Architecture

The Winchester House Is an Endless Labyrinth to Catch Ghosts

In 1886, Sarah Winchester was a 46-year-old widow with $20 million to her name and a fervent belief that she was being plagued by vengeful spirits. So she did the only natural thing: She bought a house in California and spent the next four decades transforming it into a bewildering labyrinth of false doors, stairways to nowhere, and secret passages.

House Haunters

Sarah Winchester's fortune in 1886 exceeded a value of $500 million in modern dollars, so she wasn't exactly wanting for much. Still, she struggled with her feelings of grief and tragedy on an almost daily basis. Her daughter Annie died at just 40 days old of marasmus, a form of extreme malnutrition caused by an inability to digest proteins. And 15 years later, her husband Oliver Winchester died of tuberculosis, followed shortly by her adult son William. That left the entire wealth of the family business in Sarah's bereaved hands.

That business? Well, you might recognize the name Winchester. Oliver Winchester was the inventor of the Winchester rifle — the "gun that won the West." According to some legends that surround the story, the violence on which the family fortune was raised became a source of pain to Mrs. Winchester, and she began to believe that the many deaths in her family were caused by the restless spirits of those killed by her husband's guns. So she consulted a medium named Adam Coons, who told her the only way to calm the ghosts that haunted her was to purchase a house out west and make it so confusing that even a spirit would get turned around. And thus, the renovations of the Winchester house became her primary project for the rest of her life — another 38 years or so.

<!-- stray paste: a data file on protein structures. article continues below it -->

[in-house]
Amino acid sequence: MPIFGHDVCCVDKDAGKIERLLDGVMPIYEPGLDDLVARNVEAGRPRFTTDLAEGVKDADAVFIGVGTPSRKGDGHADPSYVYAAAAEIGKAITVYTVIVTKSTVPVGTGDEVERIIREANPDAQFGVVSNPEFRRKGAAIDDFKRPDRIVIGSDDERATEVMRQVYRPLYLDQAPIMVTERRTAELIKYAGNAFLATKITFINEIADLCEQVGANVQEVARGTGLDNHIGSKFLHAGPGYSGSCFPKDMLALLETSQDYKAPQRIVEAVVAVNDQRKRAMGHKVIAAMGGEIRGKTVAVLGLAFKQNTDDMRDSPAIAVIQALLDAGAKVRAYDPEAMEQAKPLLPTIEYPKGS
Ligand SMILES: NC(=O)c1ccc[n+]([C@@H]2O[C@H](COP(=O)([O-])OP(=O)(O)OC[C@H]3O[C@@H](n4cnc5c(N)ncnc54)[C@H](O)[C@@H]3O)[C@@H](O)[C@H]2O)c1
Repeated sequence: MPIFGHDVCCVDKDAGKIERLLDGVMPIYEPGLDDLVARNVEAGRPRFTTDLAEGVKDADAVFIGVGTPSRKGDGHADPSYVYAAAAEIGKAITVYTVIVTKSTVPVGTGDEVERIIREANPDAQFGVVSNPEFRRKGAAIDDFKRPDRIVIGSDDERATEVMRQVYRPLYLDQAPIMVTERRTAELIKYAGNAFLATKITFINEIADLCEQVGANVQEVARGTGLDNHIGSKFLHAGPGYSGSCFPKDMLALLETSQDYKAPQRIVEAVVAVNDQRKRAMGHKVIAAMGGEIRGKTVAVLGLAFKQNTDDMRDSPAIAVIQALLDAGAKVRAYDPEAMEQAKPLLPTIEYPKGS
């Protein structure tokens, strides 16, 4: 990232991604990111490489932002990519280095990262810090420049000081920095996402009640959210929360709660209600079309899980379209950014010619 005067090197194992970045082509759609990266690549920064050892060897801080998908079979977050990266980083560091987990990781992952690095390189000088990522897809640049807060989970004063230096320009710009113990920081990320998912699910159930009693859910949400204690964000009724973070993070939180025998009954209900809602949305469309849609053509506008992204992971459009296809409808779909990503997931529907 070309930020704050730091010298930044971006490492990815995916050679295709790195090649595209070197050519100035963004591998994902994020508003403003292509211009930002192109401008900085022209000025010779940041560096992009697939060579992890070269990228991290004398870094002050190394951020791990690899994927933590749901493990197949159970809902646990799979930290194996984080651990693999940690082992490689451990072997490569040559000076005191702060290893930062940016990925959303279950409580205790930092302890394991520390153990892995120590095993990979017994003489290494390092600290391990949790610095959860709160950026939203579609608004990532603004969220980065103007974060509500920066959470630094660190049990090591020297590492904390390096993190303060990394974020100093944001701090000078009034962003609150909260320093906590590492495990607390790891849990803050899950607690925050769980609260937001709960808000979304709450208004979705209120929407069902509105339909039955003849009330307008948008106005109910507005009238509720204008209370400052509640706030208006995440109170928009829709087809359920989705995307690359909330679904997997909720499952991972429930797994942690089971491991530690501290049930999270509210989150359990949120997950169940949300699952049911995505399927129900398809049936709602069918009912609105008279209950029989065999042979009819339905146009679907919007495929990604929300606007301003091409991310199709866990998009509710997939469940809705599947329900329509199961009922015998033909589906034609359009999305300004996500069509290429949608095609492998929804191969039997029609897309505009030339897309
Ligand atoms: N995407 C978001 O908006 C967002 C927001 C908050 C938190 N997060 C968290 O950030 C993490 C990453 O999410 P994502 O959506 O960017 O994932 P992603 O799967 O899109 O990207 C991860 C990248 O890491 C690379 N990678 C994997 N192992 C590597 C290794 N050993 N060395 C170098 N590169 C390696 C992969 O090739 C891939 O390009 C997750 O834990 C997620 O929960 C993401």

Inside the Maze

There's some controversy in that explanation for Sarah Winchester's behavior, and we'll get back to that in a moment. But one thing that can't be denied is that she built something strange and wonderful and absolutely unique. The Winchester House has more than 160 different rooms, including 40 bedrooms, 13 bathrooms, 6 kitchens, 47 fireplaces, 17 chimneys, and more than 2,000 windows (not all leading to the outside). Some of its most notable features include one door that opens onto a 15-foot drop into a kitchen sink, and another that leads to a drop into the garden outdoors. Some of the staircases lead directly to the ceiling with no landing in sight, and may have at one time led to upper levels that no longer exist. In fact, the house was once seven stories tall, but it lost the top three in a massive 1906 earthquake. Rather than repair the rooms that had been destroyed, Mrs. Winchester had them boarded up, and continued expanding her house in different directions.

So if it wasn't ghosts that drove her to build her elaborate home, then what was it? First of all, we should address the tangible evidence that Mrs. Winchester even believed in such a thing. According to her biographer Mary Jo Ignoffo, there's not a lot to suggest she did. There's no record of her meeting the medium Adam Coons (or Koombs, as it's sometimes spelled). There's no evidence that she held the seances that you can still participate in during your visit. Instead, says Ignoffo, Sarah Winchester was merely exercising her architectural ambitions with the immeasurable wealth at her disposal. There would hardly have been much work for a female architect in the early 20th century, but Sarah Winchester's house let her explore her interests without transgressing the mores of the time.

To explore the twists and turns of the Winchester House in all its glory, check out Mary Jo Ignoffo's "Captive of the Labyrinth," available for free with a trial membership to Audible. We handpick reading recommendations we think you may like. If you choose to make a purchase through that link, Curiosity will get a share of the sale.

The Winchester Mystery House

Written by Reuben Westmaas March 23, 2018